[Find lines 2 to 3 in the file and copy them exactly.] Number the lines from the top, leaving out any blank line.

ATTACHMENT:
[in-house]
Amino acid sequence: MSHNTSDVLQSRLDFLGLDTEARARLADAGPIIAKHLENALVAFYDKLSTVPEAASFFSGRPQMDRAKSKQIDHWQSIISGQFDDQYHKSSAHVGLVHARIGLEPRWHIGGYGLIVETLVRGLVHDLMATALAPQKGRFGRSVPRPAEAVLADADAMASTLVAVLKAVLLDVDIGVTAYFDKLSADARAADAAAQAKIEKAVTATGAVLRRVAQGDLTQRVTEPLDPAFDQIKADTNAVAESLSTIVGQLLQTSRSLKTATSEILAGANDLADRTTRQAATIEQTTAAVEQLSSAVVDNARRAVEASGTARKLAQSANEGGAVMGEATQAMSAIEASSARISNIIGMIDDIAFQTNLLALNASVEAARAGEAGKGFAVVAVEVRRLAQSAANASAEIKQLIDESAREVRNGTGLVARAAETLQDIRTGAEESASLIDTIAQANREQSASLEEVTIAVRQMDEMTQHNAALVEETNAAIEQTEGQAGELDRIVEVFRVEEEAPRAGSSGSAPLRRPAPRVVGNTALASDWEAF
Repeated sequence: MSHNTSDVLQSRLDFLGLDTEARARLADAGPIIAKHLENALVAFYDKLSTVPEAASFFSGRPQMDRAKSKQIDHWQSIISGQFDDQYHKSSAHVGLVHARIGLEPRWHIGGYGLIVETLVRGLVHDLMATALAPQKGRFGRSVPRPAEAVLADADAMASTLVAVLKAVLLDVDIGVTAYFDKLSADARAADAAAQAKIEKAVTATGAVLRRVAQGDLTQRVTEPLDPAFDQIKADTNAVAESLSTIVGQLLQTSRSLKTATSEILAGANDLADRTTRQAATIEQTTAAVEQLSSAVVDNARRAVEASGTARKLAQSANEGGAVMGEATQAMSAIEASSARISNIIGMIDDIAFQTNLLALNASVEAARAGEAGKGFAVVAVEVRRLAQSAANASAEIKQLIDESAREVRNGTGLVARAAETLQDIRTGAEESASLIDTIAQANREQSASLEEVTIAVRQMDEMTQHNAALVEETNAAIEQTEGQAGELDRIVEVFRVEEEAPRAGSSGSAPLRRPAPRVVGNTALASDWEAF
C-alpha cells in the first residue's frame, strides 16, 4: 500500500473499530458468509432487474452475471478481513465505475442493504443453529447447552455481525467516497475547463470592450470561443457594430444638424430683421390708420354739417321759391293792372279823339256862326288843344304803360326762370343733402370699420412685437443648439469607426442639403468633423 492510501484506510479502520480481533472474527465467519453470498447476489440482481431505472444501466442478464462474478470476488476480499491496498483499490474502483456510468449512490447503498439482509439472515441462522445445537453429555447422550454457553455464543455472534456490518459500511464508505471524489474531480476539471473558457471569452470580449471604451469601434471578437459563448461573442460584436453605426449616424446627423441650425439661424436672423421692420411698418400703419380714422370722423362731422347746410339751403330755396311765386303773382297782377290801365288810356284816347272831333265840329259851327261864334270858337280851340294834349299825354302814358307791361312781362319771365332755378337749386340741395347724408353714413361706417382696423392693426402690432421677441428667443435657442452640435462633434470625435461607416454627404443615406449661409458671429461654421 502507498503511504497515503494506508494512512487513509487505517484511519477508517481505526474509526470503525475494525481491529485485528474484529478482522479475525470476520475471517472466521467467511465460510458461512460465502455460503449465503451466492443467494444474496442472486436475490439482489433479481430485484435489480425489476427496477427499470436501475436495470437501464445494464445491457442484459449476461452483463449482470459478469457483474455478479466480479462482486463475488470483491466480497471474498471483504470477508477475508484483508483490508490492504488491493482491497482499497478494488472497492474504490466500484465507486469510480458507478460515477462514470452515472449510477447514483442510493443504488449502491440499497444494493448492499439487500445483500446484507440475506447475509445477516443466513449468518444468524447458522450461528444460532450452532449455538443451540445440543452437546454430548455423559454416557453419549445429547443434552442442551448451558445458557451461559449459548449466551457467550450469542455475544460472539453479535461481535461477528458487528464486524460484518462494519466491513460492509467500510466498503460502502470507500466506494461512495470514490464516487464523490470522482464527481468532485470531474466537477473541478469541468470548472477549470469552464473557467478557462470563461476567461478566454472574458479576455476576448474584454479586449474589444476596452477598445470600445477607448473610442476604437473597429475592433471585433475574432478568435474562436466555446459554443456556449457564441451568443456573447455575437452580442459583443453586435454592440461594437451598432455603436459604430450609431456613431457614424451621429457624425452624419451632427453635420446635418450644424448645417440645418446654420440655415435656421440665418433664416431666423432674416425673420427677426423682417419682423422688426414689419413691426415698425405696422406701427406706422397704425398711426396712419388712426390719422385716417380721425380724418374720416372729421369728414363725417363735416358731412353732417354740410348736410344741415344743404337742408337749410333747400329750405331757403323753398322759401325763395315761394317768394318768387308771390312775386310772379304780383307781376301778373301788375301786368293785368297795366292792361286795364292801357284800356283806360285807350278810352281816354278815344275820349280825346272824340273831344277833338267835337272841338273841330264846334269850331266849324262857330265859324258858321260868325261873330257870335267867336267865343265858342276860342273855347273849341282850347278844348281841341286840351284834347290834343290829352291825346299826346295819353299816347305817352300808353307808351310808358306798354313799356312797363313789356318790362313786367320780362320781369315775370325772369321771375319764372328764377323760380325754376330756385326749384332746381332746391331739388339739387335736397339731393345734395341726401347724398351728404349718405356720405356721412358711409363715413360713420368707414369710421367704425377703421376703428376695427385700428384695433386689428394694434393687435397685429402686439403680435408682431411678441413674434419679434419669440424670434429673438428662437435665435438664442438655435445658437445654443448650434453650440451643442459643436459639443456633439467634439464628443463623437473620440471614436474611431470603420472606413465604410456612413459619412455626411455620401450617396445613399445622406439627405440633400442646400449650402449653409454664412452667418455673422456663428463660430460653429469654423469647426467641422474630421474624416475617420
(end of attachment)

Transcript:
Amino acid sequence: MSHNTSDVLQSRLDFLGLDTEARARLADAGPIIAKHLENALVAFYDKLSTVPEAASFFSGRPQMDRAKSKQIDHWQSIISGQFDDQYHKSSAHVGLVHARIGLEPRWHIGGYGLIVETLVRGLVHDLMATALAPQKGRFGRSVPRPAEAVLADADAMASTLVAVLKAVLLDVDIGVTAYFDKLSADARAADAAAQAKIEKAVTATGAVLRRVAQGDLTQRVTEPLDPAFDQIKADTNAVAESLSTIVGQLLQTSRSLKTATSEILAGANDLADRTTRQAATIEQTTAAVEQLSSAVVDNARRAVEASGTARKLAQSANEGGAVMGEATQAMSAIEASSARISNIIGMIDDIAFQTNLLALNASVEAARAGEAGKGFAVVAVEVRRLAQSAANASAEIKQLIDESAREVRNGTGLVARAAETLQDIRTGAEESASLIDTIAQANREQSASLEEVTIAVRQMDEMTQHNAALVEETNAAIEQTEGQAGELDRIVEVFRVEEEAPRAGSSGSAPLRRPAPRVVGNTALASDWEAF
Repeated sequence: MSHNTSDVLQSRLDFLGLDTEARARLADAGPIIAKHLENALVAFYDKLSTVPEAASFFSGRPQMDRAKSKQIDHWQSIISGQFDDQYHKSSAHVGLVHARIGLEPRWHIGGYGLIVETLVRGLVHDLMATALAPQKGRFGRSVPRPAEAVLADADAMASTLVAVLKAVLLDVDIGVTAYFDKLSADARAADAAAQAKIEKAVTATGAVLRRVAQGDLTQRVTEPLDPAFDQIKADTNAVAESLSTIVGQLLQTSRSLKTATSEILAGANDLADRTTRQAATIEQTTAAVEQLSSAVVDNARRAVEASGTARKLAQSANEGGAVMGEATQAMSAIEASSARISNIIGMIDDIAFQTNLLALNASVEAARAGEAGKGFAVVAVEVRRLAQSAANASAEIKQLIDESAREVRNGTGLVARAAETLQDIRTGAEESASLIDTIAQANREQSASLEEVTIAVRQMDEMTQHNAALVEETNAAIEQTEGQAGELDRIVEVFRVEEEAPRAGSSGSAPLRRPAPRVVGNTALASDWEAF